Ready for an easy way to do impactful good in the world? Today, we’re taking a look at your food—more specifically, how food waste can be a limitless resource! And you don’t need a big backyard or to live in the countryside to get started. Services like this one are popping up everywhere to help us keep dangerous food waste out of our landfills!
Ingenious pick-up services are stepping up and making “being greener” easier and easier for us all, even in mega-cities like New York and Los Angeles!
Let’s take a look at how these sorts of systems work, the benefits you get, and the overall impact on the planet!
Last summer, June 2020, the state of Vermont made food scraps in trash headed to the landfill illegal. There was a multitude of reasons for this, but the main one was that it takes almost 20 years for food to break down in a landfill, producing methane—a gas 80 times more destructive to the atmosphere than carbon dioxide—as it does.
Why can’t food just decompose naturally in a landfill?
Our landfills are structures that lack oxygen, which is the perfect environment for methane-producing microbes, but not the perfect conditions for organic materials to break down as they should. In contrast, composting our food scraps doesn’t produce methane. With the presence of oxygen in our compost piles, those microbes can’t survive! 1 This means that our food and yard waste can break down as it’s meant to, giving us beautiful, nutrient-rich soil in just a matter of months that we can use to feed our own new crops of food.
Food scraps and other organic materials like leaves and sticks from the yard make up about 30% of a typical Vermont family’s waste. For restaurants and cafeterias in the state, food scraps can account for half of their waste! 2
Vermont is a small state, but across the United States it’s estimated that more food reached landfills and combustion facilities than any other single material in our everyday trash. 3
Food wastage from producers, suppliers, and consumers accounts for 6% of the world’s greenhouse gas emissions—that’s about 3x of what aviation produces! 4
When it comes to composting, a lot of people don’t have the green space or the time and energy to do it themselves. So now, folks in cities all over the country are making it easier than ever to compost and get all the benefits—by picking it up for you!
Here’s one of these services, Compostable LA, demonstrating their extremely simple yet effective system to help us all do this one easy thing.
There are tons of people picking up buckets of compost all over the country. To find one of these services near you, visit Litterless.com! Not one in your area? Well, maybe it’s time to get one started! (If you’re in LA, definitely check out Compostable LA for all your compost pick up needs!)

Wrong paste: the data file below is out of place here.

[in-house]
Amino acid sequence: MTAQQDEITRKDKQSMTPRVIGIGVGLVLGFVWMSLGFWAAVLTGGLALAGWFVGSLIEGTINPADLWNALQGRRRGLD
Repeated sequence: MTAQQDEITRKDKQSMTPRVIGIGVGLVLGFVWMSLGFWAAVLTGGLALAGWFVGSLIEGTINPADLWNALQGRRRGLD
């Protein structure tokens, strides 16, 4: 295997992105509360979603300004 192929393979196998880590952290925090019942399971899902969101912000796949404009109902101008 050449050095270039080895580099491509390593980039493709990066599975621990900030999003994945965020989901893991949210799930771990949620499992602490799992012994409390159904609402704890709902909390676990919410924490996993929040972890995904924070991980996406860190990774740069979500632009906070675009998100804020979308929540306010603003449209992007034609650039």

If you’re interested in building a compost pile in your own backyard, this resource will help.
Small thing, big impact
We don’t have to perform some huge act to make a positive impact in the world. Simply separating your food scraps from your trash bin can make a big difference! And to have people come by and pick it up for you for a cost less than a Netflix subscription—that’s a win-win for you and for our planet!
For more small life-hacks that truly add up to make a difference on a personal and environmental level, check out these articles next!
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As always, my friend, stay open to new possibilities!
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- “Composting to Avoid Methane Production | Agriculture and Food.” Wa.gov.au, 2018, www.agric.wa.gov.au/climate-change/composting-avoid-methane-production#:~:text=Decomposing%20organic%20material%20in%20anaerobic,releases%20methane%20into%20the%20atmosphere.&text=However%2C%20the%20aerobic%20process%20of,in%20the%20presence%20of%20oxygen. Accessed 13 May 2021. ↩
- “Food Scraps | Department of Environmental Conservation.” Vermont.gov, 2020, dec.vermont.gov/waste-management/solid/materials-mgmt/organic-materials. Accessed 13 May 2021. ↩
- US EPA,OLEM. “Sustainable Management of Food Basics | US EPA.” US EPA, 11 Aug. 2015, www.epa.gov/sustainable-management-food/sustainable-management-food-basics. Accessed 13 May 2021. ↩
- “Food Waste Is Responsible for 6% of Global Greenhouse Gas Emissions.” Our World in Data, 2020, ourworldindata.org/food-waste-emissions#:~:text=The%20other%209%25%20comes%20from,total%20global%20greenhouse%20gas%20emissions. Accessed 13 May 2021. ↩
- Goodful. “This Food Waste Pick up Service Should Be Everywhere.” YouTube, 20 Apr. 2021, www.youtube.com/watch?v=iwMV48MGobM. Accessed 13 May 2021. ↩